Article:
The Journal Record
OKLAHOMA CITY – Conservative activists are rallying to repeal the state’s $500 million of tax increases, and onlookers said that drive’s success will depend on the teacher walkout’s outcome.
In March Oklahoma passed its first major tax increase since 1990. House Bill 1010, a special session bill, raised about $450 million in new taxes to pay for teacher salary increases, more classroom funding and public employee pay raises. Oklahoma has been an anti-tax state for years, and it didn’t take long for anti-tax activists to begin protesting the move.
Oklahoma Taxpayers Unite formed, and on March 28 the group announced it was investigating its options to combat the tax increase. Members knew then that it would include encouraging residents to run against members who voted yes on the measure. They said they would also consider a petition referendum to repeal the bill.
One of the group’s leaders, longtime conservative activist Ronda Vuillemont-Smith, confirmed on Wednesday that members have begun working with the Oklahoma secretary of state to draft initial versions of the petition.
A former lawmaker and a political analyst each said the push doesn’t come as a surprise after such a massive tax increase was adopted, especially given how energized Oklahoma’s political environment is now. They also said that because the package largely benefits education, the petition’s popularity will likely depend on how the teacher walkout ends.
Vickie White Rankin, a former Democratic lawmaker and current lobbyist, said there are many similarities between the political environment during the fights for House Bill 1017 and House Bill 1010. The first, in 1990, was also considered a massive and historic tax increase for education. It occurred after a teacher walkout. And it angered anti-tax advocates. They filed a petition similar to the one that Oklahoma Taxpayers Unite is working on right now.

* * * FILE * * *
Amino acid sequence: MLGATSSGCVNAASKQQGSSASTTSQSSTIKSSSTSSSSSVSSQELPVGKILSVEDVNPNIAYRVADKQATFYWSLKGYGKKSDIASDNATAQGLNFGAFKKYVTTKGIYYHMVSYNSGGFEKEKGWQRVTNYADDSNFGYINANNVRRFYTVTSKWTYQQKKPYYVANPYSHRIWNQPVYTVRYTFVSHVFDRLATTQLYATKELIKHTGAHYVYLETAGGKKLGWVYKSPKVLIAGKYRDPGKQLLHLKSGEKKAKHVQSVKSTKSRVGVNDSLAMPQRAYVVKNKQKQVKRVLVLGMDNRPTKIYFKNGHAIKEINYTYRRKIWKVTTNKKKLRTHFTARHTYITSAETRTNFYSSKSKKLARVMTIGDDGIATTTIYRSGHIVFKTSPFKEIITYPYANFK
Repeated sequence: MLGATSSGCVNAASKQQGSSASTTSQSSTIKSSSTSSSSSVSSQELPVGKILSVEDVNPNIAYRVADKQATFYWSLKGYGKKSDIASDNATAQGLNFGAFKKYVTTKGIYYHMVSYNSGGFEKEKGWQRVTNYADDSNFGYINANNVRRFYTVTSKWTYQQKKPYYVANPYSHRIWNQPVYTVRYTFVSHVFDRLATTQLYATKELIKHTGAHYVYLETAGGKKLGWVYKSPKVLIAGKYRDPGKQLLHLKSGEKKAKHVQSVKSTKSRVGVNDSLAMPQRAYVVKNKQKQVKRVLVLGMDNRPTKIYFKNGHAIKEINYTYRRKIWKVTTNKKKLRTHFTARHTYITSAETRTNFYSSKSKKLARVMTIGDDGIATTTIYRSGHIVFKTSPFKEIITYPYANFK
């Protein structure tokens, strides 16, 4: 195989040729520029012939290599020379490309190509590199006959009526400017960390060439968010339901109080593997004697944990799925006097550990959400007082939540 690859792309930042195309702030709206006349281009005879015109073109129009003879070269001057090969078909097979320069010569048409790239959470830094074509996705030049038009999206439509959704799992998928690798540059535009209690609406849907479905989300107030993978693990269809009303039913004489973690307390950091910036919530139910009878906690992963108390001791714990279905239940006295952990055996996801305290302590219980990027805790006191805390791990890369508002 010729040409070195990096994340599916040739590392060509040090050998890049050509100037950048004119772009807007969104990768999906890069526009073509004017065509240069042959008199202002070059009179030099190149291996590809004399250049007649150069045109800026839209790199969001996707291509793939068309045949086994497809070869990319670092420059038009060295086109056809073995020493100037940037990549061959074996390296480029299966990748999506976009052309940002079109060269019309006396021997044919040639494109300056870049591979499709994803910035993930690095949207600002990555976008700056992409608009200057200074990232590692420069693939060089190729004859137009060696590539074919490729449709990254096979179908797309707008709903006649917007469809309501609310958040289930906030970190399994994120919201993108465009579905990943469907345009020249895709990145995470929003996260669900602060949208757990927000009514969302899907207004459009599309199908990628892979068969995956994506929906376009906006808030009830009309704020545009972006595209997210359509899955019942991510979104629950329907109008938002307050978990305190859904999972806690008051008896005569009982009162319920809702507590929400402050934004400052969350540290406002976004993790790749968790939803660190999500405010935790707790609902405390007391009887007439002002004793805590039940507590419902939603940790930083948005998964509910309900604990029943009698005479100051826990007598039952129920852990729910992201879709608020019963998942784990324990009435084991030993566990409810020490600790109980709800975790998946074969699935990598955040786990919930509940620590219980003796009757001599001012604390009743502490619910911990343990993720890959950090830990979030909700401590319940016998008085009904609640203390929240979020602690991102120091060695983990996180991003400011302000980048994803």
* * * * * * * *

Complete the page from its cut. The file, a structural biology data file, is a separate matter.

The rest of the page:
“They were close, but they were unsuccessful,” she said. “They then said, ‘OK, fine, we’ll just prevent you from ever passing a tax again. State Question 640 was born, and state legislators’ hands have been tied for 30 years.”
That measure amended the state constitution, requiring among other things a 75-percent support threshold for each new tax increase. HB 1010 was the first increase to meet that heightened requirement since the amendment was made in 1992. Several lawmakers, including Senate Floor Leader Greg Treat, have attributed low revenue to that measure.
Rankin said there is a large faction of Oklahomans who are frustrated with the Legislature for failing to properly fund education and other vital services for years. However, she said, there is a growing portion that is frustrated with the teacher walkout and children missing school. As the second group grows, she said, that petition’s chances do too.
“You have two competing sides,” she said. “I think we’ll need to watch the polling data to see how this plays out.”
Trent England is the executive vice president of the Oklahoma Council of Public Affairs, a conservative think tank based in Oklahoma City. The organization is not involved with the petition. England said that HB 1010 wasn’t the only catalyst for conservative activists to start mobilizing. He said lawmakers have passed a litany of smaller fee and sales tax increases over the past few years, such as the adjustments to gross production taxes, ending the sales tax exemption on cars and several others that together raised just as much money.
He said it’s residents such as those in Oklahoma Taxpayers Unite who are active in their county Republican parties and keeping themselves apprised of decisions at the Capitol, particularly those of the members who once fought tax increases like HB 1010.
“You’re going to have grass-roots pushback,” he said.
It’s unclear how much traction that petition will get, but he said the next few days will likely have a strong effect on that.
“I think it all comes down to how the school shutdown ends,” he said.